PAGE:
Wearable Tech World Feature Article
March 10, 2014

Sony's SmartEyeglass Prototype Has Potential

Sony has really managed to slim down its operations over the last few years, following a pretty rough financial turnout for the 2011 fiscal year. A big part of this has been to refocus on its mobile and gaming divisions while cooling it on less profitable areas like HDTVs. That was the plan in 2012, but plans change.

In particular, Sony seems to be evolving with the times. When it first announced its refocusing efforts in early 2012, smartphones and tablets were clearly worth pursuing — they still are, of course — while televisions were clearly worth dropping. In 2014, it’s now clear that PCs are less worthwhile for Sony, and so it has sold off its PC business. On the flipside, the company has gotten more serious about wearables.

Enter the Sony SmartEyeglass. Sony demonstrated the device last week at the Wearables DevCon as a way to both challenge Google Glass and expand its own line of wearable devices, which is largely made up of wrist devices like the SmartWatch 2.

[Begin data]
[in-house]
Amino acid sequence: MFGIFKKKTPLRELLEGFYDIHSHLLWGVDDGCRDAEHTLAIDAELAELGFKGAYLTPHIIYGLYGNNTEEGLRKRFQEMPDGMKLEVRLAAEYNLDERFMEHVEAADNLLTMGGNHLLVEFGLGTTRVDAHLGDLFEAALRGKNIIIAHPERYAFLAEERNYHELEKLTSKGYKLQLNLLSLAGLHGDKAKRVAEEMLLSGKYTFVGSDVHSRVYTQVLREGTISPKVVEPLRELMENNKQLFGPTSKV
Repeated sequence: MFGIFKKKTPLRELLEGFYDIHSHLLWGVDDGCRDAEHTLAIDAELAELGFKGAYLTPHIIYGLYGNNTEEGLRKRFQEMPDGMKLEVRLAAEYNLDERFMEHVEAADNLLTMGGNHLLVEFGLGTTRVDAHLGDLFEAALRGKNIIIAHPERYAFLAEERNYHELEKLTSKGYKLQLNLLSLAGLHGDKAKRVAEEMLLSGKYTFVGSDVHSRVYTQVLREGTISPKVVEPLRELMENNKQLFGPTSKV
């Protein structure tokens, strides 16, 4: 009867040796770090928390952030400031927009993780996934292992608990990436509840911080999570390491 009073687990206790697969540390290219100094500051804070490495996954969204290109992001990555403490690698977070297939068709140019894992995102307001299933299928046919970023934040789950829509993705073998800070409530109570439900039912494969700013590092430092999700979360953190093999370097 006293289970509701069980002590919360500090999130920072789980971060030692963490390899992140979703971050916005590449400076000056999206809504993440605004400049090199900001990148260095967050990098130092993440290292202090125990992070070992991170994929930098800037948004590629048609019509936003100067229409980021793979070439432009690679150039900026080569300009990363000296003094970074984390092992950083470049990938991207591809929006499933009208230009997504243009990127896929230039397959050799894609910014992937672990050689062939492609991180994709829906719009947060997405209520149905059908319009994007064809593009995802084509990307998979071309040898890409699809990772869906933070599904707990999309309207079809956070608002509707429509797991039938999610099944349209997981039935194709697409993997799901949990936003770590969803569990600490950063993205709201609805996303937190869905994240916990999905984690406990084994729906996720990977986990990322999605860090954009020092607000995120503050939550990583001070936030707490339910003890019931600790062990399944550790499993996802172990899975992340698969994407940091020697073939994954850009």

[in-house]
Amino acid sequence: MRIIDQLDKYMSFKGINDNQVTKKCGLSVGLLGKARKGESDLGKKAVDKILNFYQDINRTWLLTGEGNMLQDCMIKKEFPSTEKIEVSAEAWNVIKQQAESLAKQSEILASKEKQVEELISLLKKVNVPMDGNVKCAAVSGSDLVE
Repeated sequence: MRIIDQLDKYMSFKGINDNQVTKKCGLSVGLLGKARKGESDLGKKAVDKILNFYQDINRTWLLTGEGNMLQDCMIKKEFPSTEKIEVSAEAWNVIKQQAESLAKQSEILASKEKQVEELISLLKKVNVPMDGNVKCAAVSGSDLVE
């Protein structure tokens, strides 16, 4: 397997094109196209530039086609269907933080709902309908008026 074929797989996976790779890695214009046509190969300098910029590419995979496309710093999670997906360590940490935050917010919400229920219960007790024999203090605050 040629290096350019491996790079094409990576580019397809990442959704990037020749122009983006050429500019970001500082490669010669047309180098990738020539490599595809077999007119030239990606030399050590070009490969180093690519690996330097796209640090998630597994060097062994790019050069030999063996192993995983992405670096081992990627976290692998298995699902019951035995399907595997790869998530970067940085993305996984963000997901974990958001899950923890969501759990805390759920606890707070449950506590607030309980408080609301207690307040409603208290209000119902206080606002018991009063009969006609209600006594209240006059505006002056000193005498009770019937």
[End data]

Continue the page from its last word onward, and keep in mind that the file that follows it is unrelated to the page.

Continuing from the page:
Click to enlarge, image via International Digital Times

Obviously, the SmartEyeglass is a pair of glasses that, like Google Glass, can display information directly to the user’s eyes. However, unlike Glass, Sony’s prototype more closely resembles a regular pair of glasses. In exchange, the SmartEyeglass can only show information in green over a pair of see-through lenses unlike Glass’ full-color prism display.

Additionally, Sony’s glasses have a sort of long-distance display mode that makes text look further away. This is meant to make it more comfortable and natural to read. They also sport all of the types of sensors that have become standard in smartphones — including an accelerometer, gyroscope and compass — as well as an embedded camera and microphone.

As such, the SmartEyeglass seems like it could be a viable contender to Google Glass in its final state. In its current prototype state, though, it is operated with a separate, wired controller and relies somewhat on a companion smartphone for much of its functionality. Here’s hoping Sony can iron out the kinks and get its smart glasses out the door relatively quickly.




Edited by Alisen Downey




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